God created all these things with such inventive intricacy! He didn't have to make 380,000 species of plant, but he did. He didn't have to make the flowers so beautiful, but in many cases he did. He didn't have to make each cell so complex, but he did. He did it because he's inventive, and he's a great artist, and his joy bursts forth in superabundance.15 And so God gave plants proteins that can tell what wavelengths of light they get, and adjust the rate of stem growth accordingly. And so God gave plants ways to detect whether they're near related plants, so they behave less competitively. God even taught some plants to release chemicals to attract predators of the pests that prey on their leaves.16 I think St. Basil said it best, when he preached on this passage, that “I want the marvel of creation to gain such complete acceptance from you that, wherever you may be found and whatever kind of plants you may chance upon, you may receive a clear reminder of the Creator. … Even one blade of grass is sufficient to occupy all your intelligence completely in the consideration of the art which produced it.”17

Think about that! How often do you go outside? When you do, how often do you walk on a lawn or in the field? Underneath your feet, how many hundreds or thousands of blades of grass do you press down with each step? And yet just one of those blades of grass, if you got down and really began to look at it, would amaze you and satisfy your mind, if only you would look at it and really see it as God's carefully crafted creation. And if that's true of everyday grass, isn't it true of every flower, every tree, every fruit and vegetable and nut, every patch of algae or moss? All I want is for you to get that sense of the marvel of creation, for you to realize that you can and should be reminded by every plant that there is a God who is great and good and generous, a God of wisdom and art and beauty and delight, a God who summons life and celebrates life and showers gifts on what lives. Oh, if only we were to grow in the grace of that God!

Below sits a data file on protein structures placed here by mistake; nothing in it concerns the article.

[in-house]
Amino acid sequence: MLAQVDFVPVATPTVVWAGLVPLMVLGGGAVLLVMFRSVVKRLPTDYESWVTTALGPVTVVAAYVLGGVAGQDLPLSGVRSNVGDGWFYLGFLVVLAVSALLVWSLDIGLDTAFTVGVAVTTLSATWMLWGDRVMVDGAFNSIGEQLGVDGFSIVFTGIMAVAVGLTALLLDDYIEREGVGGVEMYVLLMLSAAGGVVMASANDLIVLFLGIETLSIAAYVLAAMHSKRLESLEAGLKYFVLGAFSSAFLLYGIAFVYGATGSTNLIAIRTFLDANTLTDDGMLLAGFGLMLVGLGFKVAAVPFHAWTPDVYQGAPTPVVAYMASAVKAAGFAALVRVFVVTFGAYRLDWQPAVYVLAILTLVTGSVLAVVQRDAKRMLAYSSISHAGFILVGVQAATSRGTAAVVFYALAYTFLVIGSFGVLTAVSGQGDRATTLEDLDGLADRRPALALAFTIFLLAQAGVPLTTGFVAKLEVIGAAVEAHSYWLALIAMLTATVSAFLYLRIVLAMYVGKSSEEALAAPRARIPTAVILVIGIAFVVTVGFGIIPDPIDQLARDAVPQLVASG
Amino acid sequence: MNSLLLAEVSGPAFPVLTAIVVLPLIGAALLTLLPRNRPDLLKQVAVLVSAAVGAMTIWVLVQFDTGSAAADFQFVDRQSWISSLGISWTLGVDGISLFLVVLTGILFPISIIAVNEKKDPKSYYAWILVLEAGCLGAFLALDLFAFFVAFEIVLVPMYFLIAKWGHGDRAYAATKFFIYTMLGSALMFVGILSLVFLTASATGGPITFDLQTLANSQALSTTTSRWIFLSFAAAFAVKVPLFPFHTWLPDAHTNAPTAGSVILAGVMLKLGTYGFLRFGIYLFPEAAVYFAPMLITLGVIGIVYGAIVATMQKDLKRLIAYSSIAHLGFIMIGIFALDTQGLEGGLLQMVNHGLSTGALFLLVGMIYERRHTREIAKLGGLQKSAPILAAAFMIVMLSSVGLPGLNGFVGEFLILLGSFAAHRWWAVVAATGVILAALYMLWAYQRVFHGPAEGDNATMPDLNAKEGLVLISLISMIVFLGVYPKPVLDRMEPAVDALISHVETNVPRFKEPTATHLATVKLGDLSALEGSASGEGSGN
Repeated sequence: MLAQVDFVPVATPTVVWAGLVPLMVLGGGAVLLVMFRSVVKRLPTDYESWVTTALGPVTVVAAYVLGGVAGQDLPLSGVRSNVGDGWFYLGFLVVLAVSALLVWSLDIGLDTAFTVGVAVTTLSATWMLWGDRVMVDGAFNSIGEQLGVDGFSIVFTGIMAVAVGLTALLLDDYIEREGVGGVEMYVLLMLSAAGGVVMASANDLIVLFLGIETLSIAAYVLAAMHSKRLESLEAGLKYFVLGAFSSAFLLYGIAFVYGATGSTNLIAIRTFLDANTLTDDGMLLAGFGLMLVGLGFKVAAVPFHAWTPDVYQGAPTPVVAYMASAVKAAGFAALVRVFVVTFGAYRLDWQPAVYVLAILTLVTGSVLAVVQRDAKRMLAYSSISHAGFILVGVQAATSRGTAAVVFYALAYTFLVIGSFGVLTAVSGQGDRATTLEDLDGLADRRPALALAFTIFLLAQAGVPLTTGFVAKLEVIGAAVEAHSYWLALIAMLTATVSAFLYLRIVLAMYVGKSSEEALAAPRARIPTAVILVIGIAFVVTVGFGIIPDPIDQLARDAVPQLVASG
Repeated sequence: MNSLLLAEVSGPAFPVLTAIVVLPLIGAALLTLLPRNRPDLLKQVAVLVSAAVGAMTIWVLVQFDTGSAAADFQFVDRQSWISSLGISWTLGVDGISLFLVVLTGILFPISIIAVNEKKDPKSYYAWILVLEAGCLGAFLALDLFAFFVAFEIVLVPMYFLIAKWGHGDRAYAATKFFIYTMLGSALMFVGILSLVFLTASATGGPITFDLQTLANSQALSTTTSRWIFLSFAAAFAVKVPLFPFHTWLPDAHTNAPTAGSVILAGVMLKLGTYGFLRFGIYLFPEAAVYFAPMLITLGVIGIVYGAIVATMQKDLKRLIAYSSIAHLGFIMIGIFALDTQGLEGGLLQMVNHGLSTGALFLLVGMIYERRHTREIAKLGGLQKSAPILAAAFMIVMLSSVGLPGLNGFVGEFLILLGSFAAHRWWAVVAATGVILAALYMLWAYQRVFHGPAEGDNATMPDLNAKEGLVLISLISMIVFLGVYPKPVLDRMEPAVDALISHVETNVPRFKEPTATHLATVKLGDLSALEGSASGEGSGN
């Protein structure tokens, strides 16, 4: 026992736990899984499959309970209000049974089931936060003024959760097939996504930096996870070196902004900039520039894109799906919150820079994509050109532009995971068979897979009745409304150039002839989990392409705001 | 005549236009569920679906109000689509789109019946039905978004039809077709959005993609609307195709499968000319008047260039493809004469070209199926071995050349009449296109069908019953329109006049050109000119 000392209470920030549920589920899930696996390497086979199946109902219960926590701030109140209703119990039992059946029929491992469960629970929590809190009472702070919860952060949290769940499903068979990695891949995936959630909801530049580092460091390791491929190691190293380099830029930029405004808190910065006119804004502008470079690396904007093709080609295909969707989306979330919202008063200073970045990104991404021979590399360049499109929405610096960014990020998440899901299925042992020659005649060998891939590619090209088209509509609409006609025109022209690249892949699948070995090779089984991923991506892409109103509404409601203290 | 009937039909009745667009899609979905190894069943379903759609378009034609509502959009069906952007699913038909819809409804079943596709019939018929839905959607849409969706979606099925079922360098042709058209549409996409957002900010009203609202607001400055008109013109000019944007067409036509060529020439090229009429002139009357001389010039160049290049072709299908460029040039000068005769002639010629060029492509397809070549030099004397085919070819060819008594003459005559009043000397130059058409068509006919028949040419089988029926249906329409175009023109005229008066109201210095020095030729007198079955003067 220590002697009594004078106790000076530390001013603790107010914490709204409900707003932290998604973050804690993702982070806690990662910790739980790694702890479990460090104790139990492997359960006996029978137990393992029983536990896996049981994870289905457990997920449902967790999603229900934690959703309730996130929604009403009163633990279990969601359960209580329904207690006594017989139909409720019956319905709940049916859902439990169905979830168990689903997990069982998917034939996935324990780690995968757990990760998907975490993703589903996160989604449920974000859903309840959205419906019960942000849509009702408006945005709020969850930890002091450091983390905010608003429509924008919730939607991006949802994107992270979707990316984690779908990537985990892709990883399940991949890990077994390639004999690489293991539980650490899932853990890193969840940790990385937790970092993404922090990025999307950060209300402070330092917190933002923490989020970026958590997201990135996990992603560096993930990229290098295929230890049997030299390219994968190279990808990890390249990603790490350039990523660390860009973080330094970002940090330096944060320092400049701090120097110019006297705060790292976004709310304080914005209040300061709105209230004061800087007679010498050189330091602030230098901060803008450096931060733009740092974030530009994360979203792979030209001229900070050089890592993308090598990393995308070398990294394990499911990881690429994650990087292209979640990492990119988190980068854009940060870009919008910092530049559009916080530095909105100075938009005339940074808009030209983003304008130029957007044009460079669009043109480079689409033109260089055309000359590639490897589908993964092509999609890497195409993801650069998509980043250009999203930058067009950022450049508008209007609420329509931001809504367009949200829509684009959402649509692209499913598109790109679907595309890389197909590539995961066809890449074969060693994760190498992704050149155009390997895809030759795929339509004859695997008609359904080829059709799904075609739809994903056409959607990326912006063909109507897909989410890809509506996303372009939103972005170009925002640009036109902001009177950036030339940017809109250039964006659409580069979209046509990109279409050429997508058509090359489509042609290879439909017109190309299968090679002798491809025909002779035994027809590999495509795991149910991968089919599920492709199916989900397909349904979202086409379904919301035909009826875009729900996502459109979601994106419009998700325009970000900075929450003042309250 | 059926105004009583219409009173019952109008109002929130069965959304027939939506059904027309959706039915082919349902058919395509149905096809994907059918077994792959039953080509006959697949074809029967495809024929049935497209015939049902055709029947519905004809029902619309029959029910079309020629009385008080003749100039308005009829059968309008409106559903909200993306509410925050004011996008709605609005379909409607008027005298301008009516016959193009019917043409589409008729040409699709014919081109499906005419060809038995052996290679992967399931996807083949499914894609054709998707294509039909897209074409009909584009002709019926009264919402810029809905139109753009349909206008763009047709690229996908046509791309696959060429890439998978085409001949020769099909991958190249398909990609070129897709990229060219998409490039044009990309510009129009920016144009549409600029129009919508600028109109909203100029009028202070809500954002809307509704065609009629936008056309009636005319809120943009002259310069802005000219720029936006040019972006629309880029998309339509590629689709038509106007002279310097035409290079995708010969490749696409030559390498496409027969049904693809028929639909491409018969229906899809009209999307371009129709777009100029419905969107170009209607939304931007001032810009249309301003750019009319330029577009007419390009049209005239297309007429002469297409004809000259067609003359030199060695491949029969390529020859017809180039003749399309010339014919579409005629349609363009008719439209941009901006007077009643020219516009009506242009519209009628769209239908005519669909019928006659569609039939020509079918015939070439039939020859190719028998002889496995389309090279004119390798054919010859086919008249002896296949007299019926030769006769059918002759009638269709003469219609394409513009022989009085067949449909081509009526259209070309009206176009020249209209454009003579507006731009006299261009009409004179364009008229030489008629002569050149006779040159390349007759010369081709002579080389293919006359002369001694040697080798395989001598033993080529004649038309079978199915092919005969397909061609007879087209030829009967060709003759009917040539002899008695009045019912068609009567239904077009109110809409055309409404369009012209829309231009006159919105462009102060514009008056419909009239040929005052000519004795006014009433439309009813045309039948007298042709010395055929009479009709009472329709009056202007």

God cares for all these plants he wonderfully made. “He prepares rain for the earth; he makes grass grow on the hills” (Psalm 147:8). “You visit the earth and water it; you greatly enrich it..., softening it with showers and blessing its growth” (Psalm 65:9-10). And he calls it beautiful and good when plants flourish. He made them in part for the benefit of the living creatures he planned to make next, including us. “To every beast of the earth and to every bird of the heavens and to everything that creeps on the earth, everything that has the breath of life, I have given every green plant for food,” he said (Genesis 1:30). And not only food, not only materials, but herbs for spices and medicines.18 Early Christians had the conviction that “there is not one plant without worth, not one without use,”19 and that “plants and trees were created for our enjoyment.”20 But even more than all that, first and foremost plants exist to glorify God: “Let the field exult, and everything in it! Then shall all the trees of the forest sing for joy before the LORD (Psalm 96:12-13), simply by flourishing as what they are. (And just imagine how different the view from our church would be if there were no plants from door to the horizon.)

And in doing so, they hold up a mirror to ourselves. Like the plant world, humanity is a diversified beauty, gifted and cared for by God beyond all apparent reason, whom he wants to flourish for the sake of his goodness and his glory. But we're also like them in being fragile: “As for man, his days are like grass: he flourishes like a flower of the field, for a wind passes over it, and it is gone, and its place knows it no more” (Psalm 103:15-16). “All flesh is grass, and all its beauty is like the flower of the field,” yet “the grass withers, the flower fades” (Isaiah 40:6-7). And in these days of our fragile existence, we have the potential – though not the guarantee – of being fruitful in one way or another. Yet not a one of us is without worth.